Newton, New Hampshire
||This article needs additional citations for verification. (June 2009)|
|Newton, New Hampshire|
|— Town —|
|Rockingham County, New Hampshire|
|• Board of Selectmen||Trisha McCarthy, Chair
Raymond D. Thayer
Charles R. Melvin, Sr.
|• Total||10.1 sq mi (26.1 km2)|
|• Land||9.9 sq mi (25.7 km2)|
|• Water||0.2 sq mi (0.4 km2) 1.59%|
|Elevation||194 ft (59 m)|
|• Density||460/sq mi ( 180/km2)|
|Time zone||Eastern (UTC-5)|
|• Summer (DST)||Eastern (UTC-4)|
|GNIS feature ID||0873685|
||This section needs additional citations for verification. (April 2012)|
The sixth town to be granted from the Masonian land purchase of 1746, Newton was originally part of Salisbury, Massachusetts; later, part of Amesbury, Massachusetts; then part of the West Parish of Amesbury; then part of New Town or South Hampton, Massachusetts (now South Hampton, New Hampshire). A number of the residents felt they were too far away from its church for their convenience, and the town was incorporated by Colonial Governor Benning Wentworth as Newtown in 1749, simply because it was a new town. In 1846, the New Hampshire legislature voted to contract the name to Newton.
According to the United States Census Bureau, the town has a total area of 10.1 square miles (26.2 km2), of which 9.9 sq mi (25.6 km2) is land and 0.2 sq mi (0.5 km2) is water, comprising 1.59% of the town. The highest point in Newton is the summit of Brandy Brow Hill, at 289 feet (88 m) above sea level, located directly upon the southern corner of the town.
Villages or place names in the town include Newton, Newton Junction, Rowes Corner, Sargent Corners, and Crane Crossing.
As of the census of 2000, there were 4,289 people, 1,518 households, and 1,170 families residing in the town. The population density was 433.0 people per square mile (167.1/km²). There were 1,552 housing units at an average density of 156.7 per square mile (60.5/km²). The racial makeup of the town was 97.90% White, 0.68% African American, 0.16% Native American, 0.07% Asian, 0.02% Pacific Islander, 0.40% from other races, and 0.77% from two or more races. Hispanic or Latino of any race were 1.31% of the population.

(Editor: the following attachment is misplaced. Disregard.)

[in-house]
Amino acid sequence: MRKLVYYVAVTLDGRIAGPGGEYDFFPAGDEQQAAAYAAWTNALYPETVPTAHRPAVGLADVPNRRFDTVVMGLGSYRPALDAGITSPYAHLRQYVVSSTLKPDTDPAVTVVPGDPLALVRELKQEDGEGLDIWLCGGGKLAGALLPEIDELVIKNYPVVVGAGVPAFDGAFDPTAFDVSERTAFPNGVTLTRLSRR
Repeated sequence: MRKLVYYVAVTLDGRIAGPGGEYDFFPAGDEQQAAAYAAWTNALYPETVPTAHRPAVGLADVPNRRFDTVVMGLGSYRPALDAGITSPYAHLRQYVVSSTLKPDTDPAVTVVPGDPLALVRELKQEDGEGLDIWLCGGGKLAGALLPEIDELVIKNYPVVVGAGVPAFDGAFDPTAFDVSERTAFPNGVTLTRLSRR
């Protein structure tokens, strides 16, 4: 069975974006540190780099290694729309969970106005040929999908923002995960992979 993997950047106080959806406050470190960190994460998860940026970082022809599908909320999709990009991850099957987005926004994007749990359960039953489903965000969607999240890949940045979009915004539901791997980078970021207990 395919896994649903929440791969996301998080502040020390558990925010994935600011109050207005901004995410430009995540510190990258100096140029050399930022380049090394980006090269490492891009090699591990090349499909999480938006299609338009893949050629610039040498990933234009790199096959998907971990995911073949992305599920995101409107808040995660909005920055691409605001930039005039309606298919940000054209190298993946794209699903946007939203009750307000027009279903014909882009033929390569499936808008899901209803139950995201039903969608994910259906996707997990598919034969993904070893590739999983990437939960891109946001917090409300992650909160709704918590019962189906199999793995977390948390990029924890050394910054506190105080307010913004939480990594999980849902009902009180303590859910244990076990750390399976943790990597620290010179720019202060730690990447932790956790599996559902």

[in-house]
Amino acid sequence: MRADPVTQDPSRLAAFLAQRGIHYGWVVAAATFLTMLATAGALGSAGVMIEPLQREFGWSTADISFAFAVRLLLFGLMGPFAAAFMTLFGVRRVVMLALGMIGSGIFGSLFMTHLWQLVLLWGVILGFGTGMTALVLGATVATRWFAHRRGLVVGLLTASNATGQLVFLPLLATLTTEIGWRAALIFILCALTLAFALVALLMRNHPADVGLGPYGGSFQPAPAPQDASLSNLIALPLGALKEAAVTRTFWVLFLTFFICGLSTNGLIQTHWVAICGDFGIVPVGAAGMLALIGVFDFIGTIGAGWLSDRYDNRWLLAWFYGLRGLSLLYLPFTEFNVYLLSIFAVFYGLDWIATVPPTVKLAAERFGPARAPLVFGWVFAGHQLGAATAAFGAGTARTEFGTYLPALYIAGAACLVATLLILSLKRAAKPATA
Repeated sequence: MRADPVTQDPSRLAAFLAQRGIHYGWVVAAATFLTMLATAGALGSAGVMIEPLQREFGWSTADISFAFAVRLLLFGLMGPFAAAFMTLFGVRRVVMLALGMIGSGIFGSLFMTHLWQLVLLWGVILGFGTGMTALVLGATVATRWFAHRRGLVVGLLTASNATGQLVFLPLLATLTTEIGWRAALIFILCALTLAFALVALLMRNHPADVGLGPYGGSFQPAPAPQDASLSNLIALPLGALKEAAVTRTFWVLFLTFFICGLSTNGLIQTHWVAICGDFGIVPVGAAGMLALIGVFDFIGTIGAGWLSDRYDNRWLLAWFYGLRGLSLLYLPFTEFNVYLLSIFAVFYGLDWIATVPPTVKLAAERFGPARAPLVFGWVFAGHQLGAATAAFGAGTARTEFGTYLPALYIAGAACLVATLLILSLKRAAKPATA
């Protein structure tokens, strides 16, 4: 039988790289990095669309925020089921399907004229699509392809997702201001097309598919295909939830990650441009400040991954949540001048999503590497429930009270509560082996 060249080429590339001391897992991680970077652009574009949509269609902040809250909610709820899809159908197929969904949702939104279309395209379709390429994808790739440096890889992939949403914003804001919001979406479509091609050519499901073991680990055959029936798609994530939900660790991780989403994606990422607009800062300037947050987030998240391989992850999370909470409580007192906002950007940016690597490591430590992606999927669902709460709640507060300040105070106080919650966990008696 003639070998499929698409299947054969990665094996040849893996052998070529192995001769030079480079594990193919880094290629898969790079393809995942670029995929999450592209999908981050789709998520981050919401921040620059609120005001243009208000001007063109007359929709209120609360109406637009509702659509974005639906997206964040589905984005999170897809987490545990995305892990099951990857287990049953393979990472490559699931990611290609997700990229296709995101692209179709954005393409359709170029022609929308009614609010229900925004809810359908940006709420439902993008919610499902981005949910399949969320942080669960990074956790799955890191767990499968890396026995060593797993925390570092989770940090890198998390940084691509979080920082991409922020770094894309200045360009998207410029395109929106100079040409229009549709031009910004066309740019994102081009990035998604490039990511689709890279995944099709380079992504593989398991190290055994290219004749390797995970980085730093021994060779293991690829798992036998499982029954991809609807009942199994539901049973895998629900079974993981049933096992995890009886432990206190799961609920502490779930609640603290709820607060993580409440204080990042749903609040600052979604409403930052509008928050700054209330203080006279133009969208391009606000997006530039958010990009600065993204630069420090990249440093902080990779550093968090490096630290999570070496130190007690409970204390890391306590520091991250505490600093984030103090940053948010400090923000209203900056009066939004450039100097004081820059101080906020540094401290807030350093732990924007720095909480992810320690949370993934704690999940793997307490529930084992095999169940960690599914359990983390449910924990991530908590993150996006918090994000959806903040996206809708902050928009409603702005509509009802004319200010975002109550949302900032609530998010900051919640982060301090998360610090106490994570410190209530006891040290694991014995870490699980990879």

There were 1,518 households out of which 40.7% had children under the age of 18 living with them, 66.1% were married couples living together, 7.2% had a female householder with no husband present, and 22.9% were non-families. 15.8% of all households were made up of individuals and 5.6% had someone living alone who was 65 years of age or older. The average household size was 2.83 and the average family size was 3.19.
In the town the population was spread out with 28.8% under the age of 18, 5.8% from 18 to 24, 36.2% from 25 to 44, 21.6% from 45 to 64, and 7.6% who were 65 years of age or older. The median age was 35 years. For every 100 females there were 99.1 males. For every 100 females age 18 and over, there were 98.1 males.
The median income for a household in the town was $60,972, and the median income for a family was $62,271. Males had a median income of $43,510 versus $32,471 for females. The per capita income for the town was $22,910. About 2.7% of families and 4.0% of the population were below the poverty line, including 3.4% of those under age 18 and 16.0% of those age 65 or over.
- Mark Mowers, centre with the Boston Bruins
- Mike Ryan, catcher and coach with the Boston Red Sox, Philadelphia Phillies, and Pittsburgh Pirates
Sites of interest
- Marshall House (Newton Conservation Commission)
- Historical Museum (Newton Historical Society), open July and August
- Village Primary School (1850) - Newton Historical Society, which was established on March 26, 1973, holds its monthly meetings at this location
- United States Census Bureau, American FactFinder, 2010 Census figures. Retrieved March 23, 2011.
- "American FactFinder". United States Census Bureau. Retrieved 2008-01-31.
- "Town of Newton, New Hampshire: Historical Society". Retrieved November 2, 2011.
- Town of Newton official website
- New Hampshire Economic and Labor Market Information Bureau Profile
- "A brief history of Newton, NH: A New Chronology of the Life & Times of Jonathan Farren", by Jerry Ferrin